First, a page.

All Power to the Soviets Written in three parts some years after the Revolution of 1917, Trotsky sets out to give a detailed history of the events of that year, combined with his analysis of what led to Russia being ripe for revolution at that moment in time He admits to his own bias, but claims that he has rigorously fact checked, including only what can be verified in written records In order to stop the book reading like an autobiography or memoir, he refers to himself in the third person throughout I ended up with 24 A4 pages of notes on this 900 page book, so will be summarising and paraphrasing brutally to keep this review even close to a readable length Given the complexity of the subject, it s highly likely that a different reader would disagree with my interpretations or emphases.Trotsky begins by giving a fascinating explanation of why revolutions arise, and how they differ from other forms of changes of government, even violent ones His position is that the involvement of the masses is key that a tipping point is reached when people suddenly feel they cannot tolerate the existing regime any longer Therefore the masses create the demagogue to lead them once that point is reached, rather than the demagogue being the starting point This section, and other sections where Trotsky talks in general terms on political theory, are excellent intelligent, concise and clear and the translation is remarkable, especially for such a complex subject The translator, Max Eastman, knew Trotsky and was well aware of the events under discussion, which perhaps makes his translation transcend the literal.Next Trotsky explains the historical background which brought Russia to the tipping point His argument, in summary, is that for geographical and cultural reasons Russia was a backwards nation, politically and economically, so that, when it came under pressure from the encroaching Western powers to industrialise and modernise, it did so by jumping some of the steps that those developed countries had already gone through He calls this the law of combined development This sudden industrialisation led to skewed figures in terms of the percentage of the population employed in huge industrial concerns this new industrial class, the proletariat, forming an ideal environment for revolutionary ideas to ferment And the increased poverty and suffering brought on by the lengthy war an imperialist war sped up the natural progression towards the revolutionary tipping point At all stages, Trotsky s argument is that the pressure for revolution came from the masses upwards, and that the Bolsheviks merely gave guidance to the process of insurrection through providing a Marxist based political education to the workers.Trotsky next speaks of the Romanovs and their supporters, and it s here that any pretence of impartiality or balance disappears entirely Trotsky s words positively drip hatred and venom He criticises their intelligence, understanding, lack of compassion, cruelty He compares them to other monarchies overthrown in earlier revolutions, specifically the French and English, but ranging widely and knowledgeably over centuries of history His anger and scorn come through in every word, and, while the various overthrown Kings are shown as weak and contemptible, he puts much of the blame on the Queens in virulent, misogynistic prose.The whole establishment of the historical, political and philosophical background to the Revolution is excellent, so long as the reader keeps Trotsky s bias firmly in mind at all times The following sections then go into an extremely detailed blow by blow account of the period from February the beginning of the 1917 insurrection to October, when the Bolsheviks finally came to power I found these parts much harder to follow, because Trotsky assumes a good deal of familiarity with the political stance of the many factions and personalities involved, and therefore often doesn t explain them I found I was constantly referring to the lists at the back of the book, which give brief summaries of each of the parties and explain the unfamiliar terms that appear frequently in the text These lists are very good in that they are concise and focused, but I still found myself confused and glazing over at many points As the book goes on and on , I gradually grew to have a greater understanding of all these factions and their leaders, so that the last third was much clearer to me than the middle section when they are referred to first If I had the strength of mind, I m sure that a re read of those middle chapters would be much easier, but on the whole, by the end, I felt I had gleaned enough to understand the overall progress of the Revolution even if some of the detail had passed over my head.In terms of the writing itself, there s a real mix When Trotsky is detailing the technical stuff, it can be very dry with long, convoluted sentences full of Marxist jargon, which require concentration At other times, mainly when talking of Stalin or the bourgeoisie, he is sarcastic and often quite humorous The Romanovs and imperialists in general bring out his anger and contempt These are all written in the past tense But when he gets misty eyed about the masses, describing a rally or demonstration or some other part of the struggle, he drifts into present tense, becoming eloquent and, I admit, inspirational, writing with real power and emotionalism, and rising almost to the point of poeticism at times I would find my critical faculties had switched off, and become suddenly aware of tears in my eyes the power of the demagogue reaching beyond speech onto paper, indeed These passages break up the factual stuff, and remind the reader that Trotsky was an observer, a participant and a passionate leader in the events he s describing By the time Trotsky was writing this, Lenin was of course dead, and Stalin had come to power Trotsky appears to have three major aims in addition to recounting the history firstly, to show that he himself played a crucial and central role in events secondly, to prove that while he and Lenin may have disagreed on some practical issues, their political philosophies had been closely aligned and thirdly, and leading on from the previous two, that Stalin s attempt to re write history must be exposed and repudiated Stalin, Trotsky suggests, is deliberately changing history as it relates to Lenin and Trotsky, in order to justify his own policies which, by extension, Trotsky believes are out of line with the Marxist Leninist origins of the Revolution Again, he often assumes understanding of the variations between Marxism, Leninism, Trotskyism and Stalinism than this poor reader has, and it began to feel like those endless nights down the pub in the 70s when my fellow leftist unionists usually the men would start arguing over abstruse points of political ideology and calling each other names, generally after their fifth pint or so It all seemed rather trivial, though that feels like an inappropriate word given the many millions of people who have suffered and died under the yoke of these ideologies over decades But Trotsky s sycophancy over Lenin, self aggrandisement, and sarcasm and spite towards Stalin ensured that any lingering affection I may have harboured for the idea of a socialist revolution dissipated long before I reached the end of the book Power undoubtedly corrupts and I couldn t quite see that the leadership of the USSR was much improvement over the admittedly hideous Romanovs in the end.A fascinating book, not by any means an easy read, but certainly an enlightening and worthwhile one It gets the full five stars from me, though I freely admit the fifth one may be due purely to the euphoria I felt on finishing.NB This book was provided for review by the publisher, Penguin Modern Classics.www.fictionfanblog.wordpress.com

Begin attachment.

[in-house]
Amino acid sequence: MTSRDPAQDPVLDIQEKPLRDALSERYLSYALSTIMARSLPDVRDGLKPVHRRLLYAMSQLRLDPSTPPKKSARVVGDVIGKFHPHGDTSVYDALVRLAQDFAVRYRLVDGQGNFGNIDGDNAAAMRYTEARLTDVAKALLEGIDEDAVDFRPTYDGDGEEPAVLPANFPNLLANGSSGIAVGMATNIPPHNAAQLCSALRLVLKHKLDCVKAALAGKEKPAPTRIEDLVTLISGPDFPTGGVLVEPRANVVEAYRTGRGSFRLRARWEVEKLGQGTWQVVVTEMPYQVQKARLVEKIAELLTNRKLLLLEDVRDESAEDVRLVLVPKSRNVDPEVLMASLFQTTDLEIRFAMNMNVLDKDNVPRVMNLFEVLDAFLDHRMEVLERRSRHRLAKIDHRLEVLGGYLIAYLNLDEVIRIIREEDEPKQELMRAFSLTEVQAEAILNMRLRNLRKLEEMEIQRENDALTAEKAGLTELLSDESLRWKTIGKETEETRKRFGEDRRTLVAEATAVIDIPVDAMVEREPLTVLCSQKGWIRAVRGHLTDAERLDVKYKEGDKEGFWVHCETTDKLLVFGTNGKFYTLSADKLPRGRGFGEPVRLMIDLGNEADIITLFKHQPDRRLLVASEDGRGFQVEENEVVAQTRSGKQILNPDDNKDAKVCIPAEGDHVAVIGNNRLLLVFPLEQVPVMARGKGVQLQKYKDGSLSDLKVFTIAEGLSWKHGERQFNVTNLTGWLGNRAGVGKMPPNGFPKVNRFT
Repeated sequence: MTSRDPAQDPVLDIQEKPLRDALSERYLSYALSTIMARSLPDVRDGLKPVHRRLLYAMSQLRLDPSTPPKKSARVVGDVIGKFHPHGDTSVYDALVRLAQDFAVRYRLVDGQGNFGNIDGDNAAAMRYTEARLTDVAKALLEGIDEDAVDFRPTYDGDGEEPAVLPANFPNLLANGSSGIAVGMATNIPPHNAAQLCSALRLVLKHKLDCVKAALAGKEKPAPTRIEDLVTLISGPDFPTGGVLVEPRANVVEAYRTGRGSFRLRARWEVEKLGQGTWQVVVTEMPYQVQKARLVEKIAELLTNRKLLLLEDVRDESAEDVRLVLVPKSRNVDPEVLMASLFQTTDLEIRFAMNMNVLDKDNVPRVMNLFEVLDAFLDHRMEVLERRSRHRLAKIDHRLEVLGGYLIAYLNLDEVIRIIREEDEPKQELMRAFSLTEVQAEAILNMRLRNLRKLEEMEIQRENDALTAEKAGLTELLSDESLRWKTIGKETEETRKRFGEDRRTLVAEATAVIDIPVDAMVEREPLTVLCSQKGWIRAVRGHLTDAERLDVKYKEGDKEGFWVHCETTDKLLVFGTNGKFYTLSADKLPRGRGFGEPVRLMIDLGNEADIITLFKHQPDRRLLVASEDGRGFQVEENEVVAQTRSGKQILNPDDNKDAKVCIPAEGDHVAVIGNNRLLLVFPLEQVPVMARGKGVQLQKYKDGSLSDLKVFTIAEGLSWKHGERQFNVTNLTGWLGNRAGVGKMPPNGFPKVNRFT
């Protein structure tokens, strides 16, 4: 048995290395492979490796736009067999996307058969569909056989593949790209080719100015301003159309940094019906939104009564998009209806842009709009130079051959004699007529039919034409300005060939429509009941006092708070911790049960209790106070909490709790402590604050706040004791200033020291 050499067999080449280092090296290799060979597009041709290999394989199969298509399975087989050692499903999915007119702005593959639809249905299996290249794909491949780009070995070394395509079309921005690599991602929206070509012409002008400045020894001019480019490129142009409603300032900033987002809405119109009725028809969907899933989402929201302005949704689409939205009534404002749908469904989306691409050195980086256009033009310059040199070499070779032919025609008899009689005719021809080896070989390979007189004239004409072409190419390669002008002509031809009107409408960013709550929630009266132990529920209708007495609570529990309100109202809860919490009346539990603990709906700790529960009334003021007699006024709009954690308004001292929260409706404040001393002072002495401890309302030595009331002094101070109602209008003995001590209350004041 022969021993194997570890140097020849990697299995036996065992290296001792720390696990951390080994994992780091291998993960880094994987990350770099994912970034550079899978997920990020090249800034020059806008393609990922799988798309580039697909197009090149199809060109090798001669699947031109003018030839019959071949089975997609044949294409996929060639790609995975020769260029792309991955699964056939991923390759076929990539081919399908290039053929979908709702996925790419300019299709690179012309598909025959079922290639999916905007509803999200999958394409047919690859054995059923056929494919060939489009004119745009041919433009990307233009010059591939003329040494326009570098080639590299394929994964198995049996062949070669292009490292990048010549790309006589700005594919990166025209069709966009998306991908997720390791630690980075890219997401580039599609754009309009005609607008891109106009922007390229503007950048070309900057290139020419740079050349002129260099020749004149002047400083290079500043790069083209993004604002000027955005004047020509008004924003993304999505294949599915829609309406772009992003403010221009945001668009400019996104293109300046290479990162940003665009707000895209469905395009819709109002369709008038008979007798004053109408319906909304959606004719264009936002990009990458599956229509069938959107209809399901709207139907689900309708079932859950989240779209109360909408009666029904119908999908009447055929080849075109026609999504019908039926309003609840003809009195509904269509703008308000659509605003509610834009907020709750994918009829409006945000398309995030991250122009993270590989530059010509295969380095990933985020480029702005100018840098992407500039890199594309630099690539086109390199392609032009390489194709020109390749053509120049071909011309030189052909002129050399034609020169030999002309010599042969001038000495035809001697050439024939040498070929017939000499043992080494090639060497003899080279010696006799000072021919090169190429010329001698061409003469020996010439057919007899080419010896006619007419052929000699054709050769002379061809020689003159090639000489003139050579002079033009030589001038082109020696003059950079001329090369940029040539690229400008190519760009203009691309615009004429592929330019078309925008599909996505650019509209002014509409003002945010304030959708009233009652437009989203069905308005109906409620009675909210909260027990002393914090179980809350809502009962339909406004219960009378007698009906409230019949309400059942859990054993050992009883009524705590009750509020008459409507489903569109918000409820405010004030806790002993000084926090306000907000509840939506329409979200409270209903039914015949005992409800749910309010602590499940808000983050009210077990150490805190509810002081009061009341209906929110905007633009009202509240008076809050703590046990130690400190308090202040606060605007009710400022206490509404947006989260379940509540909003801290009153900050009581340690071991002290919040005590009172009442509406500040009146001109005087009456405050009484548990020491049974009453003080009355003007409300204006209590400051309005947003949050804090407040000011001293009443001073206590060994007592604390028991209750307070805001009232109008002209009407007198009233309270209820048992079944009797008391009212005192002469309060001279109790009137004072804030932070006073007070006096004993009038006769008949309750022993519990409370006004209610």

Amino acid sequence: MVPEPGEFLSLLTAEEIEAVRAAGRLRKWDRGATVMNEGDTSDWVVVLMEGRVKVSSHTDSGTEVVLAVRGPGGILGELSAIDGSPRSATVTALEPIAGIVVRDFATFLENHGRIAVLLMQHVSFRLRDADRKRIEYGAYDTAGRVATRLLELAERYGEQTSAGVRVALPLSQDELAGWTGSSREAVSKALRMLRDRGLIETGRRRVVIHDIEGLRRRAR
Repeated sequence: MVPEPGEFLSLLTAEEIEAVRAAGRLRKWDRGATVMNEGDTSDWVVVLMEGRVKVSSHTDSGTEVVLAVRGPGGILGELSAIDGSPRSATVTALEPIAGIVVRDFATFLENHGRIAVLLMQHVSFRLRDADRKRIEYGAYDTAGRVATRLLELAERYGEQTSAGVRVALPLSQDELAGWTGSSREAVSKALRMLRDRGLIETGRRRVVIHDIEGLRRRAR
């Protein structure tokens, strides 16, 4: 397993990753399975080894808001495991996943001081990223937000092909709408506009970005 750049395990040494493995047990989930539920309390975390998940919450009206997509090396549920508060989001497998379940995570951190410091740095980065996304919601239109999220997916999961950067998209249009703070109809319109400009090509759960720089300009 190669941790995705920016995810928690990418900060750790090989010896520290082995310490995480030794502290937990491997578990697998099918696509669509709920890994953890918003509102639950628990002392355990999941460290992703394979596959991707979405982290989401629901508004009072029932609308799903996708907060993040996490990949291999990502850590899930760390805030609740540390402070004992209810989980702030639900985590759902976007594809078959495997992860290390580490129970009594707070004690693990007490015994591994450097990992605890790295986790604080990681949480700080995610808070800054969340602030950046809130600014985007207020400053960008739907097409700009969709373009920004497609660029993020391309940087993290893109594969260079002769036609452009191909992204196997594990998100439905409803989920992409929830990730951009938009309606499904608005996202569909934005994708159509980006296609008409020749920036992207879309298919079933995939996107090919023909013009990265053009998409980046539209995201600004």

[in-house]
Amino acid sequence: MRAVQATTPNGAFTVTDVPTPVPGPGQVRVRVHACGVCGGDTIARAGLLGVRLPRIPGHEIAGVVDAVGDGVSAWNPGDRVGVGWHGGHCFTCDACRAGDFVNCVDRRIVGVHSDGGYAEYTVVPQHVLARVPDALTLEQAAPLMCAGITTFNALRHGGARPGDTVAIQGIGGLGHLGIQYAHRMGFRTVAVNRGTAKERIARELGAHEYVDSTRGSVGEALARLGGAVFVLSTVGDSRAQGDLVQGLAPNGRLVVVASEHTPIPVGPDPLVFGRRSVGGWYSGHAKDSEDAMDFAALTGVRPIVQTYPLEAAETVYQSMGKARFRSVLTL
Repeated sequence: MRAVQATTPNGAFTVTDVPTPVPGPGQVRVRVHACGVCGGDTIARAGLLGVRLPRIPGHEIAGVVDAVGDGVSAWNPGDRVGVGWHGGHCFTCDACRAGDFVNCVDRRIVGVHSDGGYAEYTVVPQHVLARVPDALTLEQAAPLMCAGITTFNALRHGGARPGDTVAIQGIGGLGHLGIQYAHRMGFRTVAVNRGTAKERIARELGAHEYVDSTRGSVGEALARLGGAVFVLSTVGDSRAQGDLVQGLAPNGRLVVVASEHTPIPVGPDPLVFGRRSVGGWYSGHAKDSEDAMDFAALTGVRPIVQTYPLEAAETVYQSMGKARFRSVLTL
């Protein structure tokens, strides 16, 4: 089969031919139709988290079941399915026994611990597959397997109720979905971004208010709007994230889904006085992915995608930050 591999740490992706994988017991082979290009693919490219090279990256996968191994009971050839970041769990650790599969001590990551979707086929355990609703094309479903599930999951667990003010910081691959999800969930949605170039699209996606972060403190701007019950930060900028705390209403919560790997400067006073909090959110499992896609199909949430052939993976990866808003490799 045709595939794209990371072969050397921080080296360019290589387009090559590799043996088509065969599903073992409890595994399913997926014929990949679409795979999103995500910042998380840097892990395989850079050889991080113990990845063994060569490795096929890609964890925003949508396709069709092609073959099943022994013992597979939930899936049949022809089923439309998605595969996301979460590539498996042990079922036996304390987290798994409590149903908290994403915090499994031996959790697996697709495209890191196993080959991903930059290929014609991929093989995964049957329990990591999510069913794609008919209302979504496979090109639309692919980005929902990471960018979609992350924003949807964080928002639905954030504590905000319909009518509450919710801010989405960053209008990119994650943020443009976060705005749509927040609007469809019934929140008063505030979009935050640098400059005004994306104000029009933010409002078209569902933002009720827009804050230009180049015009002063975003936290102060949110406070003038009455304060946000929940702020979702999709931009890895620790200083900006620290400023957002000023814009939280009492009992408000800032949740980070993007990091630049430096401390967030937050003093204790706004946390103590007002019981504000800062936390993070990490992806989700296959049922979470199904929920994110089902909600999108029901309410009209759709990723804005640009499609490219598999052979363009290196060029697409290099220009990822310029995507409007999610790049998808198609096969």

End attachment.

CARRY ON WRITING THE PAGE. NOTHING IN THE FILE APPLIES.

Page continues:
3. says: